When addressing the dire situation for club workers in Berlin, cultural theorist Jean-Hugues Kabuiku delivers a scathing critique of Berlin’s main dance music lobby group: “since March 2020, nightlife spaces across the world have essentially been shuttered. Workers in this sector were already facing financial hardship in a tough and traditionally unfair industry, but pandemic restrictions have increased the pressure. (...) So what does Clubcommission do for marginalized and non-institutional collectives in times of crisis who can't access governmental support? In October 2020, Tag der Clubkulture was held, a "showcase festival" that provided events and funding for up to 40 clubs. Recipients of the funding were Berlin's most successful clubs and promoters, and to be eligible they had to agree to host an event in the middle of a growing pandemic. Berlin went into another mandatory lockdown shortly afterward. This kind of action does not support communities in need and is not the level of mutual aid we require in a crisis. ” How Berlin's Clubcommission's actions to save the nightlife are the opposite of relief
The dance music industry and other cultural industries failed their workers in many ways throughout this pandemic, and taking concrete actions is not only essential, it is becoming a matter of survival.
Governments in Europe and North America have pushed for freelancing schemes with a simplified process to set up a self-employed status. But they did not provide enough education about freelancers rights, and they did not give enough financial and administrative support to enforce such rights. In the case of the UK, this results in a multibillion-pound problem for the UK economy and small businesses.Pay Up: How to end late payment for the self-employed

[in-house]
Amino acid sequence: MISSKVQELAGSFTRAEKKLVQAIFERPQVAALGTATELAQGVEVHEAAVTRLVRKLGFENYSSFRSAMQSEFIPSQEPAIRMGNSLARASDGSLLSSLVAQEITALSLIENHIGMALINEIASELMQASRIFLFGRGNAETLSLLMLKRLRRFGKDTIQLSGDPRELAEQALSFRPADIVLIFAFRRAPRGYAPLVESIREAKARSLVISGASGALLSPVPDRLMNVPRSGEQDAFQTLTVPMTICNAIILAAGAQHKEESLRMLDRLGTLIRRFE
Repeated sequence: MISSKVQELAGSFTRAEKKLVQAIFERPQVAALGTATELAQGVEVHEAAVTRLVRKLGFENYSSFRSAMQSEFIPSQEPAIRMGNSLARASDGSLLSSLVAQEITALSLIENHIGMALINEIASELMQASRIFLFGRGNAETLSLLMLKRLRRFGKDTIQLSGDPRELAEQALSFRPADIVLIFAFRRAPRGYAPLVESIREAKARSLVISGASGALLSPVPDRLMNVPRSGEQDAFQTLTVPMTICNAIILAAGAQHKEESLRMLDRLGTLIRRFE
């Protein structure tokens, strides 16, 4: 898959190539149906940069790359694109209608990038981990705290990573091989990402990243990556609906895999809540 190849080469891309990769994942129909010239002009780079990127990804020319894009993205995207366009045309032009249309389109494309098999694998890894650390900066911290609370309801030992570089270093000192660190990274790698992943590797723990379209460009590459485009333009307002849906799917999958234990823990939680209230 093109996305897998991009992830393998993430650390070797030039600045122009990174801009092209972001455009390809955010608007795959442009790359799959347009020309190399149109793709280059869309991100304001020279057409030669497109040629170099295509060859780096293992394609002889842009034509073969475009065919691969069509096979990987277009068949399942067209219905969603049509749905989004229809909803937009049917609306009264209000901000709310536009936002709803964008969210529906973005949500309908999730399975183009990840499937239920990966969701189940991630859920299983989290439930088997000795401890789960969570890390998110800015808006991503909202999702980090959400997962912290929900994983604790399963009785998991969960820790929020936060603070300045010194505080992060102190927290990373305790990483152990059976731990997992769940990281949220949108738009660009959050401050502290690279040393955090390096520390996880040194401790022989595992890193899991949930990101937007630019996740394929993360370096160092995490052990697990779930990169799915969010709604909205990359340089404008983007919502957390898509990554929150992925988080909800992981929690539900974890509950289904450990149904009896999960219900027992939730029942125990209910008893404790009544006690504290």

On the other side of the English channel, France is not replacing labor inspectors: 43% of the communes of the department of the Loire, half of the city of Roanne and a third of the city of Saint-Étienne no longer have a labor inspector (according to the unions), because of unreplaced retirements. Active labor inspectors have already limited their workplace inspections to work-related accidents.Pénurie d'inspecteurs du travail : près de la moitié du département ne sera bientôt plus couvert … Continue reading
The impact of austerity politics on the inner functioning of administrations (especially those which protect labors law) is undeniable. Combined with the long tradition of the cultural sectors of cultivating an attachment to precariousness, this leaves cultural workers with an unsustainable payment culture.Pierre-Michel Menger - Sociology of Creative Work
There are several ways to create a more sustainable payment culture in the cultural and creative sectors. In a 2018 call for tackling late payments,https://assets.publishing.service.gov.uk/government/uploads/system/uploads/attachment_dat a/file/745639/creating-a-responsible-payment-culture-call-for-evidence.pdf the UK government suggests that the issue partially lies in outdated payment technologies and that a possible path forward is to rely on “voluntary measures”, putting the responsibility of dealing with late payments to the good will of employers. The efficiency of such methods is highly questionable, and clearly relies on the assumption that employers are good faith actors.